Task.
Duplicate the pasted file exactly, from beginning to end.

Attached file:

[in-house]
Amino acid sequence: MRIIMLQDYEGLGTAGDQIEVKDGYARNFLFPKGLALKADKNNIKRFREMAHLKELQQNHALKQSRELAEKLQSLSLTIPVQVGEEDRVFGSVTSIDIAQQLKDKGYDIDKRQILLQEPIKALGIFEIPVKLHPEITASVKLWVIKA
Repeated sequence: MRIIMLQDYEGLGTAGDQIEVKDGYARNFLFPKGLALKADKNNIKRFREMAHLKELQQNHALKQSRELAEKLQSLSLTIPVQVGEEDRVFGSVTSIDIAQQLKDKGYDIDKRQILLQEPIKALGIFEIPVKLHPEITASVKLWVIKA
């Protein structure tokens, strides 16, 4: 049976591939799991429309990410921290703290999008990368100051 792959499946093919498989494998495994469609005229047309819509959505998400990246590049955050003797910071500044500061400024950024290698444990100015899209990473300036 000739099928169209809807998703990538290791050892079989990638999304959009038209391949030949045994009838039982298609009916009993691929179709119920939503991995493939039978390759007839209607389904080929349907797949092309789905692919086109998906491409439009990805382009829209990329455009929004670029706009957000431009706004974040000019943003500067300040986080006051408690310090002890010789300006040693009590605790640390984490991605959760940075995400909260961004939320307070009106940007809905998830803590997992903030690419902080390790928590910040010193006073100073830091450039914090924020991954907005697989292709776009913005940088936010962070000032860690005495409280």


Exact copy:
[in-house]
Amino acid sequence: MRIIMLQDYEGLGTAGDQIEVKDGYARNFLFPKGLALKADKNNIKRFREMAHLKELQQNHALKQSRELAEKLQSLSLTIPVQVGEEDRVFGSVTSIDIAQQLKDKGYDIDKRQILLQEPIKALGIFEIPVKLHPEITASVKLWVIKA
Repeated sequence: MRIIMLQDYEGLGTAGDQIEVKDGYARNFLFPKGLALKADKNNIKRFREMAHLKELQQNHALKQSRELAEKLQSLSLTIPVQVGEEDRVFGSVTSIDIAQQLKDKGYDIDKRQILLQEPIKALGIFEIPVKLHPEITASVKLWVIKA
């Protein structure tokens, strides 16, 4: 049976591939799991429309990410921290703290999008990368100051 792959499946093919498989494998495994469609005229047309819509959505998400990246590049955050003797910071500044500061400024950024290698444990100015899209990473300036 000739099928169209809807998703990538290791050892079989990638999304959009038209391949030949045994009838039982298609009916009993691929179709119920939503991995493939039978390759007839209607389904080929349907797949092309789905692919086109998906491409439009990805382009829209990329455009929004670029706009957000431009706004974040000019943003500067300040986080006051408690310090002890010789300006040693009590605790640390984490991605959760940075995400909260961004939320307070009106940007809905998830803590997992903030690419902080390790928590910040010193006073100073830091450039914090924020991954907005697989292709776009913005940088936010962070000032860690005495409280």